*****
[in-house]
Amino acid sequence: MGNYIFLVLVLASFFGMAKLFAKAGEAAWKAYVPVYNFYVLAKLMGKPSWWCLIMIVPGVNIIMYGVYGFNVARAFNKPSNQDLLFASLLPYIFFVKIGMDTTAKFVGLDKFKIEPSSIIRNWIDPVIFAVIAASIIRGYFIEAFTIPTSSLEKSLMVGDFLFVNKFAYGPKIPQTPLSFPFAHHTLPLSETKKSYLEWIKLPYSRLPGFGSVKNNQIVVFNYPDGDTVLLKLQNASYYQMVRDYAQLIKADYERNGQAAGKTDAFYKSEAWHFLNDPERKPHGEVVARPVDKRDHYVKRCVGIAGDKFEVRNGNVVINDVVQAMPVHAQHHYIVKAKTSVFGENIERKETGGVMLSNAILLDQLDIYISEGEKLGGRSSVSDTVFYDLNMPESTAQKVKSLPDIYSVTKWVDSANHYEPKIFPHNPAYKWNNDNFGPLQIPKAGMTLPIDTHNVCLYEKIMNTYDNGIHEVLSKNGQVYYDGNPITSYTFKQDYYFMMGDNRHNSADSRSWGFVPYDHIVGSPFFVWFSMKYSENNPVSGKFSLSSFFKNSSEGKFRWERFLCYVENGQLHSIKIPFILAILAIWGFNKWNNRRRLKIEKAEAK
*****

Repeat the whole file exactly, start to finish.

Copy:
[in-house]
Amino acid sequence: MGNYIFLVLVLASFFGMAKLFAKAGEAAWKAYVPVYNFYVLAKLMGKPSWWCLIMIVPGVNIIMYGVYGFNVARAFNKPSNQDLLFASLLPYIFFVKIGMDTTAKFVGLDKFKIEPSSIIRNWIDPVIFAVIAASIIRGYFIEAFTIPTSSLEKSLMVGDFLFVNKFAYGPKIPQTPLSFPFAHHTLPLSETKKSYLEWIKLPYSRLPGFGSVKNNQIVVFNYPDGDTVLLKLQNASYYQMVRDYAQLIKADYERNGQAAGKTDAFYKSEAWHFLNDPERKPHGEVVARPVDKRDHYVKRCVGIAGDKFEVRNGNVVINDVVQAMPVHAQHHYIVKAKTSVFGENIERKETGGVMLSNAILLDQLDIYISEGEKLGGRSSVSDTVFYDLNMPESTAQKVKSLPDIYSVTKWVDSANHYEPKIFPHNPAYKWNNDNFGPLQIPKAGMTLPIDTHNVCLYEKIMNTYDNGIHEVLSKNGQVYYDGNPITSYTFKQDYYFMMGDNRHNSADSRSWGFVPYDHIVGSPFFVWFSMKYSENNPVSGKFSLSSFFKNSSEGKFRWERFLCYVENGQLHSIKIPFILAILAIWGFNKWNNRRRLKIEKAEAK